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Oxford BioMedica gets go-ahead to continue its trials
5:30pm Thursday 24th October 2013 in News
GENE therapy company Oxford BioMedica has been given the go-ahead by drug regulators to recruit more volunteers for a clinical trial of a treatment for eye disease.
The trials were halted in June after “low concentrations of a potential impurity” were discovered in the drug.
The company’s share price rose four per cent on the news, having already risen following a million-dollar milestone payment from pharmaceutical giant Pfizer and a £7.1m status recognition award from the UK Government.
BioMedica, based at Oxford Science Park, has used new analytical methods to identify the impurity as DNA from foetal bovine serum, the most widely-used growth supplement in certain laboratory techniques.
Chief executive John Dawson said: “We place the highest importance on safety, and our analytical methods and quality assurance processes are continuously evolving to ensure that we remain at the forefront of gene therapy development and manufacture.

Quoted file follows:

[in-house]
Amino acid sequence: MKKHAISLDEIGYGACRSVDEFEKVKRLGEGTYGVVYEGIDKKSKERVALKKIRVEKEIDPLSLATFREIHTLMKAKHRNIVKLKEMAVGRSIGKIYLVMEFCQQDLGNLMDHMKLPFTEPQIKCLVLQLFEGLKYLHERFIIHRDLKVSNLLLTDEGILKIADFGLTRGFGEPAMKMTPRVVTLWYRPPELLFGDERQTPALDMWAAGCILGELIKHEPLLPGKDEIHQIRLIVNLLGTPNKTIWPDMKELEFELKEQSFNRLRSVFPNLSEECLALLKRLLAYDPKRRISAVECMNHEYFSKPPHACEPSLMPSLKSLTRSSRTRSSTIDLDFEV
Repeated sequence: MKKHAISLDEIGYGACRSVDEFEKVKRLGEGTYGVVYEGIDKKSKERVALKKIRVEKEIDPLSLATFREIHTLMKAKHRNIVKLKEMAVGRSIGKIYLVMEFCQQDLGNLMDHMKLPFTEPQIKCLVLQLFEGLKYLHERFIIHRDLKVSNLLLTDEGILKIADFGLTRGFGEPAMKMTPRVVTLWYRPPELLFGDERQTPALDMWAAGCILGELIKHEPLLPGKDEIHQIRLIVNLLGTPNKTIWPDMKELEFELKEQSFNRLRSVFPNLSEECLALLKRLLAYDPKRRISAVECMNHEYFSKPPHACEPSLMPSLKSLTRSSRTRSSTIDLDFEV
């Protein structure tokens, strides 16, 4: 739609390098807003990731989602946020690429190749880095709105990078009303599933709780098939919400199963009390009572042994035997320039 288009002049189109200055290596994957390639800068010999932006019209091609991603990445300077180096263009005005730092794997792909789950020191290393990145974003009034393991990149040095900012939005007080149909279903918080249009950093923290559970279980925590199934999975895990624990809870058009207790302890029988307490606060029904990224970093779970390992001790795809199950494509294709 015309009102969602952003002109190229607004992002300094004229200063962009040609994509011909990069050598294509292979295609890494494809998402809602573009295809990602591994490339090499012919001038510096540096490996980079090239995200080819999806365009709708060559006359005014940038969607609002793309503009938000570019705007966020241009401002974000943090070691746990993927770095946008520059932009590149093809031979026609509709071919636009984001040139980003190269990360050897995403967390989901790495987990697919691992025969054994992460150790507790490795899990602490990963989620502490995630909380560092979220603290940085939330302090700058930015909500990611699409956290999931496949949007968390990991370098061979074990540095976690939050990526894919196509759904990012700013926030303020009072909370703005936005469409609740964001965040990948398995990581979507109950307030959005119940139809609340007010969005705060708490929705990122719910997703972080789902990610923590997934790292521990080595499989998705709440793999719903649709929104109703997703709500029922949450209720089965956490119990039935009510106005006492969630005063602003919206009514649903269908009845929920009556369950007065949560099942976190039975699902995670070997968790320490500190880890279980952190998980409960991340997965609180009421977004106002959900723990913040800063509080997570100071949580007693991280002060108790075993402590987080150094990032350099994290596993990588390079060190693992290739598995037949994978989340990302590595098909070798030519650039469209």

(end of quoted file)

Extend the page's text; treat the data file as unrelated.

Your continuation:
“I’m confident that, with significant opportunities ahead, Oxford BioMedica will continue to lead the way in delivering novel gene therapies to patients.”
The eye treatment uses Biomedica’s LentiVector technology, developed from research at Oxford University by the company’s founders, Professors Alan and Sue Kingsman.
Before resuming the trials in France and the US, the study must be approved by ethics committees following approval by the US Food and Drug Administration and the French regulatory agency, ANSM.
BioMedica had voluntarily stopped recruiting volunteers as a precautionary measure to investigate the material.
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